Updated: Jul 2
Find out what our leading wildlife photographer Mark A Fernley is getting up to outside of our photography tours. Read about his photography journey to photograph the wildlife of Etosha National Park, located in North Namibia.
As we made our way into the lands of Etosha National Park located in Northern Namibia, I began to get into dry yet becoming green bushland that was surrounded by white rock. What sprung to mind was how this rock would reflect the sun’s light on the wildlife. This would allow me to increase my shutter speed to gain that sharp image. Along with that, my ISO was able to be as low as possible set at 100 giving me minimal grain. Driving through the bush, we approached a rather active waterhole surrounded by Burchell’s Zebra in their thousands.
In our vehicle, we crawled up to the waterhole and we found ourselves in a great position for photographing the various species of herbivores drinking there. We waited patiently. One by one, Burchell’s Zebra started to come down to drink. Got ready! With my Sigma 150-600mm F5-6.3 DG OS HSM Sport Lens connected to my Canon 5D Mark IV, I began to get them framed, ready for the shot. Having hastily prepped to photograph four Zebra drinking in line, I noticed another joined into drink, making this photographic opportunity even better. With the shutter speed set to a 1,250th of a second, giving the shutter enough speed to avoid blur but to let in enough light, I then quickly changed the ISO and F-Stop. The ISO was set to 800 to benefit the scene from the overcast weather combined with my F-Stop setting of 9 to gain more focus on the body of the Zebras. With all settings considered and lens set to manual, I focused and took the shot, followed by several more.
Shortly after, a large male Wildebeest began to cause chaos creating dust clouds in the back of the frame. With the same settings, I got the shot. Later, when returning to this particular waterhole, a large male African Elephant slowly walked towards us in a mesmerising motion and majestic manner. I had to get this shot. The bull Elephant was a stunning white with a contrast of black wedged into its cracked skin. These are known as Ghost Elephants of Etosha National Park! The reason for their ghost or white appearance is that they cover themselves with Etosha’s white clay that comes from the large salt pan. As the light shown through, I was able to bump up the shutter speed to 2,000th of a second as I was fully extended to 600mm with Sigma 150-600mm F5-6.3 DG OS HSM Sport Lens. Bringing the ISO to 500 compensated for the high shutter speed leaving me to use a low F-Stop of 6.3 to equalise the amount of the elephant in focus. As the subject was so far in this case, most of the elephant was in focus leaving a blurred background of this natural landscape. The green environment here enhanced the white Elephant’s appearance as he walked towards the camera looking like an old wise man!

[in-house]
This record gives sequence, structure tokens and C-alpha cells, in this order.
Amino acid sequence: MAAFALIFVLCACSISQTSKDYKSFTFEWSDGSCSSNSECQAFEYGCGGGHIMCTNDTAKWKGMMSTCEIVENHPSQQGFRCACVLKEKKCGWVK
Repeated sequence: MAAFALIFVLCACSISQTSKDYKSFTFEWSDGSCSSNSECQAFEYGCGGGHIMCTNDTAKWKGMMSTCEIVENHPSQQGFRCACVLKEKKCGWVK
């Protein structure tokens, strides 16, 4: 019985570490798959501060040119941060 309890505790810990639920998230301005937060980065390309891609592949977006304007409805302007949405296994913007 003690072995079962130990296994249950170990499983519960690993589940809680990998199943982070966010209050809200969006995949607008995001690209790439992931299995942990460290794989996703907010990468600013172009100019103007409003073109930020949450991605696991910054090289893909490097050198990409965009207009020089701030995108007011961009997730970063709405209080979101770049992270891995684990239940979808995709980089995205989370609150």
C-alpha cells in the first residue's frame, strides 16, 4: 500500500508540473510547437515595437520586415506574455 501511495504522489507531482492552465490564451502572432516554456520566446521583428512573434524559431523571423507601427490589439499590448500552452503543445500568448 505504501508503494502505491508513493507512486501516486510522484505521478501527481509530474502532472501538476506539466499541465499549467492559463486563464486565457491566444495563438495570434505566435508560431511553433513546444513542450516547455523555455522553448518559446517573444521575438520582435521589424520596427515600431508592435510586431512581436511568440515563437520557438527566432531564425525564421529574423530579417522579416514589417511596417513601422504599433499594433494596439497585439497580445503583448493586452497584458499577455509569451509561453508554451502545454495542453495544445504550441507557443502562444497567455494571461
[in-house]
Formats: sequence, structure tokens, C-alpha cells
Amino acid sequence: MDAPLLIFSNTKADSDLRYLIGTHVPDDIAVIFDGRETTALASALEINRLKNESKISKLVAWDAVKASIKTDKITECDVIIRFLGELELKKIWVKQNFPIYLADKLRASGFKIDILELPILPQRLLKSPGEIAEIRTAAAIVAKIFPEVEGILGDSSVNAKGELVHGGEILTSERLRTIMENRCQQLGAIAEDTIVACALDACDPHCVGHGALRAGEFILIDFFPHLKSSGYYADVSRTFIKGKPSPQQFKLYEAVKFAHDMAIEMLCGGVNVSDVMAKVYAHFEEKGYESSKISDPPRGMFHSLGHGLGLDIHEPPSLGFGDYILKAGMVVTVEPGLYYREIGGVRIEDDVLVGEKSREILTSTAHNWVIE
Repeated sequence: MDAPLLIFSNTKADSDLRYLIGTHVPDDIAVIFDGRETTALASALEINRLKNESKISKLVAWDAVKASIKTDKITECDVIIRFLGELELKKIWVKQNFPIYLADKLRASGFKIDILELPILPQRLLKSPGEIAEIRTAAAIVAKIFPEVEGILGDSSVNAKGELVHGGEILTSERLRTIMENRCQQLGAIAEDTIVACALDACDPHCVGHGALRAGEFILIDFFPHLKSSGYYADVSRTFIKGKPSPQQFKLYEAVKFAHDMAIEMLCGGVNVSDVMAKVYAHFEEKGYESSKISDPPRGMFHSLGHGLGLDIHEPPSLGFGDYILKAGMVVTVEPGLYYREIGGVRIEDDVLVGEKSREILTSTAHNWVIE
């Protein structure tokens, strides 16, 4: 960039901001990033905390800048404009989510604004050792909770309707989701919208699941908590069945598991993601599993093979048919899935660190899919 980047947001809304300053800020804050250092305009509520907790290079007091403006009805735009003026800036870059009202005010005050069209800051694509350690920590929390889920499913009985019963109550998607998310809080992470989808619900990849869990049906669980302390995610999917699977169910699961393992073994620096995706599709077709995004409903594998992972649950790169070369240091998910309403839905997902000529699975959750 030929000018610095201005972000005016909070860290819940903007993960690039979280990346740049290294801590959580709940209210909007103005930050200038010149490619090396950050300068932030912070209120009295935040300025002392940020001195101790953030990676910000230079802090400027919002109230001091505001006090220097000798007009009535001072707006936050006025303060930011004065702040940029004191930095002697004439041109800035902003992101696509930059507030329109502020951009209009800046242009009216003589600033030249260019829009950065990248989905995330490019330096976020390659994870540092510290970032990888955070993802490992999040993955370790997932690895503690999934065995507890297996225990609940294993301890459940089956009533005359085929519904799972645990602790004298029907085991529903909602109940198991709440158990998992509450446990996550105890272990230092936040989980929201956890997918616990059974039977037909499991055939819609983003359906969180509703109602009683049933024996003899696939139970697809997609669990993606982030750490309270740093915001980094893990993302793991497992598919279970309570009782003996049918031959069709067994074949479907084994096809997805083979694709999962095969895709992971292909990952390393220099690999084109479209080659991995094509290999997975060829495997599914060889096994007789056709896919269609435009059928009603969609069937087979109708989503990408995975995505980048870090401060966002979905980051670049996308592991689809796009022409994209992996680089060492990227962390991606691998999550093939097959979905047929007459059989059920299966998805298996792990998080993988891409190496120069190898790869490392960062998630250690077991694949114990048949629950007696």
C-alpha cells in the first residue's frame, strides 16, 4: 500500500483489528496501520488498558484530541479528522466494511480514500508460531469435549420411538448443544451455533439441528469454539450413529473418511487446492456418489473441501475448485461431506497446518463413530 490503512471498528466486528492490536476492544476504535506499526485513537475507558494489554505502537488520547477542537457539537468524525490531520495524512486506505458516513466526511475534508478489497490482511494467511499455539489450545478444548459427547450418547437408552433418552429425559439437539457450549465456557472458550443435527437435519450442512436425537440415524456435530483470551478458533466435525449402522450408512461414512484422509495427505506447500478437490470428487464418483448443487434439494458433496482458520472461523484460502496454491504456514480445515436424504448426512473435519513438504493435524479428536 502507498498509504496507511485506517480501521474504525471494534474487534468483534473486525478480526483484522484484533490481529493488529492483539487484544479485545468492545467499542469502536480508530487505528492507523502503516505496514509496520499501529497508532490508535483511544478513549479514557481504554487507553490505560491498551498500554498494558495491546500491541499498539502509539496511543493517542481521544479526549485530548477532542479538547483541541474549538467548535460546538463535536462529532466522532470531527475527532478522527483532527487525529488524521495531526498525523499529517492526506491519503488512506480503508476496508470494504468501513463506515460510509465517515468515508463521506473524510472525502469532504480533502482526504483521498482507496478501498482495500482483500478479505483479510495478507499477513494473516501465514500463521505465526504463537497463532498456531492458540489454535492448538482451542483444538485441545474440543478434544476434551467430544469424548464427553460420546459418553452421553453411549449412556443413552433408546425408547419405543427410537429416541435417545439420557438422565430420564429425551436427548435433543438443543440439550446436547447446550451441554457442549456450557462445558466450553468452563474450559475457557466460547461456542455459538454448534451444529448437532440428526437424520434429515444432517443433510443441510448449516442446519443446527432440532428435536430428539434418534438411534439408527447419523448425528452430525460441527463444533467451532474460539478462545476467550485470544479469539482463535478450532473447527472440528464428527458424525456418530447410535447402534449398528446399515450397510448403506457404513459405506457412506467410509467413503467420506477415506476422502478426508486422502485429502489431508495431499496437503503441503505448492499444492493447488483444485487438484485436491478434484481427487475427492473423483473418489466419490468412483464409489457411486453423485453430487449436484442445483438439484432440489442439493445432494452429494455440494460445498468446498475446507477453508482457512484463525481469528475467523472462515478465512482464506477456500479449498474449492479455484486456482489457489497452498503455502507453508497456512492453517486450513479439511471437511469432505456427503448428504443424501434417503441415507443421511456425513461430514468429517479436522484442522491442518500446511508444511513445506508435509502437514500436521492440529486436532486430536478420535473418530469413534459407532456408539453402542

Mark A Fernley
Join Mark A Fernley with Untamed Photography Tours during our wildlife photography workshops, tours and safaris in our unique wildlife locations around the world. From the depths of the Peruvian Amazon Rainforest through the dry flatlands of Africa and into the secret forests of India, Untamed Photography Tours is here to help you gain wildlife images of all kind that will make you stand out from the crowd.